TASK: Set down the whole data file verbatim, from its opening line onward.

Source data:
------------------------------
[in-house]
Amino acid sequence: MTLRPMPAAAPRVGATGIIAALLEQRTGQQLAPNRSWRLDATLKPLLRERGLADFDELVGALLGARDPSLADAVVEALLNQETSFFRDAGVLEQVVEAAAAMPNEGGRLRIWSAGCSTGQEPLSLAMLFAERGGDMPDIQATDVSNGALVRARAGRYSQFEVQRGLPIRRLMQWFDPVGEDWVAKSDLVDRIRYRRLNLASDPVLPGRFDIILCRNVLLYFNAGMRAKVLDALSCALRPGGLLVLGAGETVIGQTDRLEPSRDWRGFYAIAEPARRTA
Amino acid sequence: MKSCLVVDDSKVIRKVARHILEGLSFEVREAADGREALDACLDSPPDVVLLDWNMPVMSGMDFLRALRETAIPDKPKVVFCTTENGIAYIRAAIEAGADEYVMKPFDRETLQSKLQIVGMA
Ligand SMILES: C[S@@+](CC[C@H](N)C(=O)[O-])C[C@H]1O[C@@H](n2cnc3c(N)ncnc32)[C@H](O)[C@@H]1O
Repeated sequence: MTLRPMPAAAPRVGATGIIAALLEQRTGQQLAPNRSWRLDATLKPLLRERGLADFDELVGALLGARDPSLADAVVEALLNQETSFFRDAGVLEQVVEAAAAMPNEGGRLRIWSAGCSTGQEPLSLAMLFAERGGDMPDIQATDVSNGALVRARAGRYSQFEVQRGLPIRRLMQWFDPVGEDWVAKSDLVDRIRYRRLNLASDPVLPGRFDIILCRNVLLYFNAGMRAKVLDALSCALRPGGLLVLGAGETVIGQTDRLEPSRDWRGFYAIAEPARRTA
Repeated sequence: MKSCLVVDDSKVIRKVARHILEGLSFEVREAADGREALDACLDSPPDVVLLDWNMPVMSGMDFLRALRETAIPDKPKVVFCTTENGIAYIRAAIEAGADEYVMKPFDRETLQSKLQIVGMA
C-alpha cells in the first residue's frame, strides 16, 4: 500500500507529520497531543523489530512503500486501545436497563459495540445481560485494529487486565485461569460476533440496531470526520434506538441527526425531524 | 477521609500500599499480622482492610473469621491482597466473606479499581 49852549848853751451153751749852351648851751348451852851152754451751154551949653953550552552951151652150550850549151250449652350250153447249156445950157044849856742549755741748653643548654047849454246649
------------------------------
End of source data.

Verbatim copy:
[in-house]
Amino acid sequence: MTLRPMPAAAPRVGATGIIAALLEQRTGQQLAPNRSWRLDATLKPLLRERGLADFDELVGALLGARDPSLADAVVEALLNQETSFFRDAGVLEQVVEAAAAMPNEGGRLRIWSAGCSTGQEPLSLAMLFAERGGDMPDIQATDVSNGALVRARAGRYSQFEVQRGLPIRRLMQWFDPVGEDWVAKSDLVDRIRYRRLNLASDPVLPGRFDIILCRNVLLYFNAGMRAKVLDALSCALRPGGLLVLGAGETVIGQTDRLEPSRDWRGFYAIAEPARRTA
Amino acid sequence: MKSCLVVDDSKVIRKVARHILEGLSFEVREAADGREALDACLDSPPDVVLLDWNMPVMSGMDFLRALRETAIPDKPKVVFCTTENGIAYIRAAIEAGADEYVMKPFDRETLQSKLQIVGMA
Ligand SMILES: C[S@@+](CC[C@H](N)C(=O)[O-])C[C@H]1O[C@@H](n2cnc3c(N)ncnc32)[C@H](O)[C@@H]1O
Repeated sequence: MTLRPMPAAAPRVGATGIIAALLEQRTGQQLAPNRSWRLDATLKPLLRERGLADFDELVGALLGARDPSLADAVVEALLNQETSFFRDAGVLEQVVEAAAAMPNEGGRLRIWSAGCSTGQEPLSLAMLFAERGGDMPDIQATDVSNGALVRARAGRYSQFEVQRGLPIRRLMQWFDPVGEDWVAKSDLVDRIRYRRLNLASDPVLPGRFDIILCRNVLLYFNAGMRAKVLDALSCALRPGGLLVLGAGETVIGQTDRLEPSRDWRGFYAIAEPARRTA
Repeated sequence: MKSCLVVDDSKVIRKVARHILEGLSFEVREAADGREALDACLDSPPDVVLLDWNMPVMSGMDFLRALRETAIPDKPKVVFCTTENGIAYIRAAIEAGADEYVMKPFDRETLQSKLQIVGMA
C-alpha cells in the first residue's frame, strides 16, 4: 500500500507529520497531543523489530512503500486501545436497563459495540445481560485494529487486565485461569460476533440496531470526520434506538441527526425531524 | 477521609500500599499480622482492610473469621491482597466473606479499581 49852549848853751451153751749852351648851751348451852851152754451751154551949653953550552552951151652150550850549151250449652350250153447249156445950157044849856742549755741748653643548654047849454246649